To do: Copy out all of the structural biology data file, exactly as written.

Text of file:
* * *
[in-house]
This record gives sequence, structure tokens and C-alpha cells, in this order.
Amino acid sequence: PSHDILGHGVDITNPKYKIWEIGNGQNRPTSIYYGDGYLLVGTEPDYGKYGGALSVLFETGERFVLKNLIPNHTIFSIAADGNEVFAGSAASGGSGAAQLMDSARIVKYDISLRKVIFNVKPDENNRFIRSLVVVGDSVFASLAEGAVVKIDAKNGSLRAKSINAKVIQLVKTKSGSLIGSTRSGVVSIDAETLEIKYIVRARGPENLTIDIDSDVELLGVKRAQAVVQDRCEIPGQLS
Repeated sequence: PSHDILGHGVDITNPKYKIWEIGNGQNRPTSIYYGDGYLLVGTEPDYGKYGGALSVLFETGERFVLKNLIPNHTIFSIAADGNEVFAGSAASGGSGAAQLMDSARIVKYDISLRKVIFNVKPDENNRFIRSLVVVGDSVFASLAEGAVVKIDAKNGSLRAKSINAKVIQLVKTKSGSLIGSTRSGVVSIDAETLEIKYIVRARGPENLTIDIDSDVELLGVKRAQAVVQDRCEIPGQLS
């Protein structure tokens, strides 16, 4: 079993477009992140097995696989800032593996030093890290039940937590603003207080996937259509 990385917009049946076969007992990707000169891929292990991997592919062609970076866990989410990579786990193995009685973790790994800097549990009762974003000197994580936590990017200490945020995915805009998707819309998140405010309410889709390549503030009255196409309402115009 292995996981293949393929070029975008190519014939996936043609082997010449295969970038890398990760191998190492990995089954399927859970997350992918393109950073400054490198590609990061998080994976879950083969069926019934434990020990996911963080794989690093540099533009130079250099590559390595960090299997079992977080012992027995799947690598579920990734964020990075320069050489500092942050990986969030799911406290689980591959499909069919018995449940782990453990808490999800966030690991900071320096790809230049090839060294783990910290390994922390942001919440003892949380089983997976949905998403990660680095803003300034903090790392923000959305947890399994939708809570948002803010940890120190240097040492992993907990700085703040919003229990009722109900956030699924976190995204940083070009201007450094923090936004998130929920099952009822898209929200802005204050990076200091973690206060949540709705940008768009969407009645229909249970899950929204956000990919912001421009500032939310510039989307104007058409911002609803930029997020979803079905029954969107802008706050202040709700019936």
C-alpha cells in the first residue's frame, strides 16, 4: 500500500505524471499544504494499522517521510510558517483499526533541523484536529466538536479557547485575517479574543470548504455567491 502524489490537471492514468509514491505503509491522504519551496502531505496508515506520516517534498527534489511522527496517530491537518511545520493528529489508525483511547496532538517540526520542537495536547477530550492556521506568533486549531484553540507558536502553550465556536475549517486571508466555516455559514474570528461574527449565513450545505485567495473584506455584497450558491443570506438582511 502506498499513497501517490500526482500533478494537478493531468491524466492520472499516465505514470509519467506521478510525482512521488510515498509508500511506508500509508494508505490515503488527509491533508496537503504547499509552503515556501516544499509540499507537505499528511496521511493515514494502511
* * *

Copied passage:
[in-house]
This record gives sequence, structure tokens and C-alpha cells, in this order.
Amino acid sequence: PSHDILGHGVDITNPKYKIWEIGNGQNRPTSIYYGDGYLLVGTEPDYGKYGGALSVLFETGERFVLKNLIPNHTIFSIAADGNEVFAGSAASGGSGAAQLMDSARIVKYDISLRKVIFNVKPDENNRFIRSLVVVGDSVFASLAEGAVVKIDAKNGSLRAKSINAKVIQLVKTKSGSLIGSTRSGVVSIDAETLEIKYIVRARGPENLTIDIDSDVELLGVKRAQAVVQDRCEIPGQLS
Repeated sequence: PSHDILGHGVDITNPKYKIWEIGNGQNRPTSIYYGDGYLLVGTEPDYGKYGGALSVLFETGERFVLKNLIPNHTIFSIAADGNEVFAGSAASGGSGAAQLMDSARIVKYDISLRKVIFNVKPDENNRFIRSLVVVGDSVFASLAEGAVVKIDAKNGSLRAKSINAKVIQLVKTKSGSLIGSTRSGVVSIDAETLEIKYIVRARGPENLTIDIDSDVELLGVKRAQAVVQDRCEIPGQLS
């Protein structure tokens, strides 16, 4: 079993477009992140097995696989800032593996030093890290039940937590603003207080996937259509 990385917009049946076969007992990707000169891929292990991997592919062609970076866990989410990579786990193995009685973790790994800097549990009762974003000197994580936590990017200490945020995915805009998707819309998140405010309410889709390549503030009255196409309402115009 292995996981293949393929070029975008190519014939996936043609082997010449295969970038890398990760191998190492990995089954399927859970997350992918393109950073400054490198590609990061998080994976879950083969069926019934434990020990996911963080794989690093540099533009130079250099590559390595960090299997079992977080012992027995799947690598579920990734964020990075320069050489500092942050990986969030799911406290689980591959499909069919018995449940782990453990808490999800966030690991900071320096790809230049090839060294783990910290390994922390942001919440003892949380089983997976949905998403990660680095803003300034903090790392923000959305947890399994939708809570948002803010940890120190240097040492992993907990700085703040919003229990009722109900956030699924976190995204940083070009201007450094923090936004998130929920099952009822898209929200802005204050990076200091973690206060949540709705940008768009969407009645229909249970899950929204956000990919912001421009500032939310510039989307104007058409911002609803930029997020979803079905029954969107802008706050202040709700019936």
C-alpha cells in the first residue's frame, strides 16, 4: 500500500505524471499544504494499522517521510510558517483499526533541523484536529466538536479557547485575517479574543470548504455567491 502524489490537471492514468509514491505503509491522504519551496502531505496508515506520516517534498527534489511522527496517530491537518511545520493528529489508525483511547496532538517540526520542537495536547477530550492556521506568533486549531484553540507558536502553550465556536475549517486571508466555516455559514474570528461574527449565513450545505485567495473584506455584497450558491443570506438582511 502506498499513497501517490500526482500533478494537478493531468491524466492520472499516465505514470509519467506521478510525482512521488510515498509508500511506508500509508494508505490515503488527509491533508496537503504547499509552503515556501516544499509540499507537505499528511496521511493515514494502511